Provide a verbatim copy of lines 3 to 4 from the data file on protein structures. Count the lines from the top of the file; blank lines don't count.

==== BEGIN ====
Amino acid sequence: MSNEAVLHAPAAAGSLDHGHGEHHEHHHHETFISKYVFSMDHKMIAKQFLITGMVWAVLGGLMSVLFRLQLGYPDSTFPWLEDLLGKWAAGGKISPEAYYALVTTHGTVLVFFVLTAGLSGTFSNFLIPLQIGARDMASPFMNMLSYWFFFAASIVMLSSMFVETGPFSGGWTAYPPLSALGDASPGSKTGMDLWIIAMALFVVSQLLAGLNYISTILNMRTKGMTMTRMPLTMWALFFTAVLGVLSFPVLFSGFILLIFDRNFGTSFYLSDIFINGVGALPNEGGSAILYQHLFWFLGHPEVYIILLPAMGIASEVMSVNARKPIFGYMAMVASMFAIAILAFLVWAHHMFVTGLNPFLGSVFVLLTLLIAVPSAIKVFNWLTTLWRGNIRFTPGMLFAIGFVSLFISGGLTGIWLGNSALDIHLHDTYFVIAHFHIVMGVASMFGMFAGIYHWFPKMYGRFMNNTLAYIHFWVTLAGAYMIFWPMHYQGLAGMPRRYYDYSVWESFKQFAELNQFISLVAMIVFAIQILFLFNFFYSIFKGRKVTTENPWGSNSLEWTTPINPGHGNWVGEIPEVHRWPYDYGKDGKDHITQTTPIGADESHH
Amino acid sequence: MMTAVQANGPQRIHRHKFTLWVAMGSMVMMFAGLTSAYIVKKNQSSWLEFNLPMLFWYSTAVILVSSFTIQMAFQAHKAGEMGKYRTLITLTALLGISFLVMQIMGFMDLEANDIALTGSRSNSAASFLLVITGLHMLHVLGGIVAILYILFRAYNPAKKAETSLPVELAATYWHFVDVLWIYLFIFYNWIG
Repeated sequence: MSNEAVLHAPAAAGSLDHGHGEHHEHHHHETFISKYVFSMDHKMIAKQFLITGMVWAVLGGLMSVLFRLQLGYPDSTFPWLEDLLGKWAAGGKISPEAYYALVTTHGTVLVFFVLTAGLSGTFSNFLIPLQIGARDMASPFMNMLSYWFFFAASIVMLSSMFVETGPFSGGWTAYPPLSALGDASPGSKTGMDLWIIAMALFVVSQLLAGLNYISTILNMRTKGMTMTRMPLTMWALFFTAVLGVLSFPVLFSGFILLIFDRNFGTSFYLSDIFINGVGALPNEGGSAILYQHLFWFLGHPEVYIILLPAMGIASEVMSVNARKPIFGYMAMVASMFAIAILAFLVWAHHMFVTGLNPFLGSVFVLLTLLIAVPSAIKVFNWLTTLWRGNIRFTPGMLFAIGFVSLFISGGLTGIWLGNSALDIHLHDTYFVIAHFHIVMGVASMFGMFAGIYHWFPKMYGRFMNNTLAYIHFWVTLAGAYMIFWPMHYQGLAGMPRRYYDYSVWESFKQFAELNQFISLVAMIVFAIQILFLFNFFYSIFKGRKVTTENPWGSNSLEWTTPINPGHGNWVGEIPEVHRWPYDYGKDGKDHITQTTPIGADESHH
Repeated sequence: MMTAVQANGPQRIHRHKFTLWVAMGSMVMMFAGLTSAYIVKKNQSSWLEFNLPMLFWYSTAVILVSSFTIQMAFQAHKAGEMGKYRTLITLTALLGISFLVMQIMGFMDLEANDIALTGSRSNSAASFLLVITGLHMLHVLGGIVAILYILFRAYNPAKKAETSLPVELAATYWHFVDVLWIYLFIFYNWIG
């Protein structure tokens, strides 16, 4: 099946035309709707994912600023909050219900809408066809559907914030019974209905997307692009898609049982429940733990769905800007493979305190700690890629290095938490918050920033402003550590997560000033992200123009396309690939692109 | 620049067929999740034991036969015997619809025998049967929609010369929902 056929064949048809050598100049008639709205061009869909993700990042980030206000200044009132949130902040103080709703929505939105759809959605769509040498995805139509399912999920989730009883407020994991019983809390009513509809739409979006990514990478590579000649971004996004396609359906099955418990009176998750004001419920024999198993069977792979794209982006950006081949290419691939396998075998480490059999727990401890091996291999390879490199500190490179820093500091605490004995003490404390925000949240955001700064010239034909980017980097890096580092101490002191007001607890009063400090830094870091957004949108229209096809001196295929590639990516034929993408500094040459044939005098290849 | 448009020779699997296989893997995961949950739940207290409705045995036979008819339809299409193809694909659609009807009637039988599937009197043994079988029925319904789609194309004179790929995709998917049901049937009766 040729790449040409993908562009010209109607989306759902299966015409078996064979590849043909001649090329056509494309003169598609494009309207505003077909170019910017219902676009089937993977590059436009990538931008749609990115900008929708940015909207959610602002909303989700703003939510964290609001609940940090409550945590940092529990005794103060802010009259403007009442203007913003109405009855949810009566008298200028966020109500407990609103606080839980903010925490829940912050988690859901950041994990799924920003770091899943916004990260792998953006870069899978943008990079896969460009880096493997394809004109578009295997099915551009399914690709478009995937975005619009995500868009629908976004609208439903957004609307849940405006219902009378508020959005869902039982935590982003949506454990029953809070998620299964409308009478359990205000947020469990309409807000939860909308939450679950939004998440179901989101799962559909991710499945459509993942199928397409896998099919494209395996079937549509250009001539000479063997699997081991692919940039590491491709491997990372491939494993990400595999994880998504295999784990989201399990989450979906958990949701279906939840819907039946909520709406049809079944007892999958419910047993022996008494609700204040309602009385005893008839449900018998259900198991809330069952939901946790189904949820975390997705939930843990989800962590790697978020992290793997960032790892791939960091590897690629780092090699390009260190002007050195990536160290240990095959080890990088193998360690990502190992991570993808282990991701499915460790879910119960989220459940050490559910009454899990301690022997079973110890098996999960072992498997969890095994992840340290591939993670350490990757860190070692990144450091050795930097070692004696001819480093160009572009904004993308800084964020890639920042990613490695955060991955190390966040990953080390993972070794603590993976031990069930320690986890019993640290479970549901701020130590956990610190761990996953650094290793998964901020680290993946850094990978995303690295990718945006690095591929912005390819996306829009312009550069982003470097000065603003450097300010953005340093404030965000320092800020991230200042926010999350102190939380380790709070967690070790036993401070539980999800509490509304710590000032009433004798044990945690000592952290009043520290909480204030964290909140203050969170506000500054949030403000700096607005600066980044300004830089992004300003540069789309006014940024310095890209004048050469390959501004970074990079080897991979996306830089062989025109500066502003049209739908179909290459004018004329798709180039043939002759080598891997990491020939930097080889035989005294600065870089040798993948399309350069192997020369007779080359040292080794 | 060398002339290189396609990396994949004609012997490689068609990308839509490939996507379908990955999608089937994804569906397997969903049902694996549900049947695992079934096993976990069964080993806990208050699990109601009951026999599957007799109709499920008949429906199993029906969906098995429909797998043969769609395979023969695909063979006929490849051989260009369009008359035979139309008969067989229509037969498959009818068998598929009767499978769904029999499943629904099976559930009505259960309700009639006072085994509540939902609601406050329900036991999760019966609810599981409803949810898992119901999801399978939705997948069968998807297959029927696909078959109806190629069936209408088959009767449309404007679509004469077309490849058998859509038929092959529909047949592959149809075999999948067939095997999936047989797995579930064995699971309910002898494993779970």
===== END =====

Repeated sequence: MSNEAVLHAPAAAGSLDHGHGEHHEHHHHETFISKYVFSMDHKMIAKQFLITGMVWAVLGGLMSVLFRLQLGYPDSTFPWLEDLLGKWAAGGKISPEAYYALVTTHGTVLVFFVLTAGLSGTFSNFLIPLQIGARDMASPFMNMLSYWFFFAASIVMLSSMFVETGPFSGGWTAYPPLSALGDASPGSKTGMDLWIIAMALFVVSQLLAGLNYISTILNMRTKGMTMTRMPLTMWALFFTAVLGVLSFPVLFSGFILLIFDRNFGTSFYLSDIFINGVGALPNEGGSAILYQHLFWFLGHPEVYIILLPAMGIASEVMSVNARKPIFGYMAMVASMFAIAILAFLVWAHHMFVTGLNPFLGSVFVLLTLLIAVPSAIKVFNWLTTLWRGNIRFTPGMLFAIGFVSLFISGGLTGIWLGNSALDIHLHDTYFVIAHFHIVMGVASMFGMFAGIYHWFPKMYGRFMNNTLAYIHFWVTLAGAYMIFWPMHYQGLAGMPRRYYDYSVWESFKQFAELNQFISLVAMIVFAIQILFLFNFFYSIFKGRKVTTENPWGSNSLEWTTPINPGHGNWVGEIPEVHRWPYDYGKDGKDHITQTTPIGADESHH
Repeated sequence: MMTAVQANGPQRIHRHKFTLWVAMGSMVMMFAGLTSAYIVKKNQSSWLEFNLPMLFWYSTAVILVSSFTIQMAFQAHKAGEMGKYRTLITLTALLGISFLVMQIMGFMDLEANDIALTGSRSNSAASFLLVITGLHMLHVLGGIVAILYILFRAYNPAKKAETSLPVELAATYWHFVDVLWIYLFIFYNWIG